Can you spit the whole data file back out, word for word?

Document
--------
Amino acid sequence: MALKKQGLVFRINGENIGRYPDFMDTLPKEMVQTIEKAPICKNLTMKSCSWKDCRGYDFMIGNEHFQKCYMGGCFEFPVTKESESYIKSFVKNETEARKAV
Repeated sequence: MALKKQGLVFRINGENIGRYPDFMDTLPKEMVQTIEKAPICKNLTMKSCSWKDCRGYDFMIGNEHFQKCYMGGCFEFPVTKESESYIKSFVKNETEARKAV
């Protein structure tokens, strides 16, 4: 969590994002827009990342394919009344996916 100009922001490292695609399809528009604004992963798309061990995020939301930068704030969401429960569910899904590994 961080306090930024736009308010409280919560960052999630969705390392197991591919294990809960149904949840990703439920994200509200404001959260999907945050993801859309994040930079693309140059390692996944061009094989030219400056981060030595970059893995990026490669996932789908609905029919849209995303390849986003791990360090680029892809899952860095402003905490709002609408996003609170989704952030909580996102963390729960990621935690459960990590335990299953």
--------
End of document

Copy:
Amino acid sequence: MALKKQGLVFRINGENIGRYPDFMDTLPKEMVQTIEKAPICKNLTMKSCSWKDCRGYDFMIGNEHFQKCYMGGCFEFPVTKESESYIKSFVKNETEARKAV
Repeated sequence: MALKKQGLVFRINGENIGRYPDFMDTLPKEMVQTIEKAPICKNLTMKSCSWKDCRGYDFMIGNEHFQKCYMGGCFEFPVTKESESYIKSFVKNETEARKAV
């Protein structure tokens, strides 16, 4: 969590994002827009990342394919009344996916 100009922001490292695609399809528009604004992963798309061990995020939301930068704030969401429960569910899904590994 961080306090930024736009308010409280919560960052999630969705390392197991591919294990809960149904949840990703439920994200509200404001959260999907945050993801859309994040930079693309140059390692996944061009094989030219400056981060030595970059893995990026490669996932789908609905029919849209995303390849986003791990360090680029892809899952860095402003905490709002609408996003609170989704952030909580996102963390729960990621935690459960990590335990299953």